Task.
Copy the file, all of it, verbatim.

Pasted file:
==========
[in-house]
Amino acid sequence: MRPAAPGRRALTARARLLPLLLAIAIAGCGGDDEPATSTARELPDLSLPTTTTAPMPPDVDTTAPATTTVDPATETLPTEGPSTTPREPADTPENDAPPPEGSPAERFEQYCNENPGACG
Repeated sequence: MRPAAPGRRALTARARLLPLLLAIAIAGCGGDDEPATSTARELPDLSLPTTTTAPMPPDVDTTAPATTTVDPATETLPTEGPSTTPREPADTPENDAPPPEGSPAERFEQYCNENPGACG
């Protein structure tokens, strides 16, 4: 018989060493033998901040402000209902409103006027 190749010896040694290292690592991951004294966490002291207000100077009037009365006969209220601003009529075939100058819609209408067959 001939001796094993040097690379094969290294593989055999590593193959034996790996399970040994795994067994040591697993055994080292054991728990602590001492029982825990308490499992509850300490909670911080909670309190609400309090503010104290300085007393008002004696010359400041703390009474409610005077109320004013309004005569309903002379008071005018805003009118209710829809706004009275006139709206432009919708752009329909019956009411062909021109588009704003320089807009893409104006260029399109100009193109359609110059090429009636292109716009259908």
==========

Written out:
[in-house]
Amino acid sequence: MRPAAPGRRALTARARLLPLLLAIAIAGCGGDDEPATSTARELPDLSLPTTTTAPMPPDVDTTAPATTTVDPATETLPTEGPSTTPREPADTPENDAPPPEGSPAERFEQYCNENPGACG
Repeated sequence: MRPAAPGRRALTARARLLPLLLAIAIAGCGGDDEPATSTARELPDLSLPTTTTAPMPPDVDTTAPATTTVDPATETLPTEGPSTTPREPADTPENDAPPPEGSPAERFEQYCNENPGACG
């Protein structure tokens, strides 16, 4: 018989060493033998901040402000209902409103006027 190749010896040694290292690592991951004294966490002291207000100077009037009365006969209220601003009529075939100058819609209408067959 001939001796094993040097690379094969290294593989055999590593193959034996790996399970040994795994067994040591697993055994080292054991728990602590001492029982825990308490499992509850300490909670911080909670309190609400309090503010104290300085007393008002004696010359400041703390009474409610005077109320004013309004005569309903002379008071005018805003009118209710829809706004009275006139709206432009919708752009329909019956009411062909021109588009704003320089807009893409104006260029399109100009193109359609110059090429009636292109716009259908």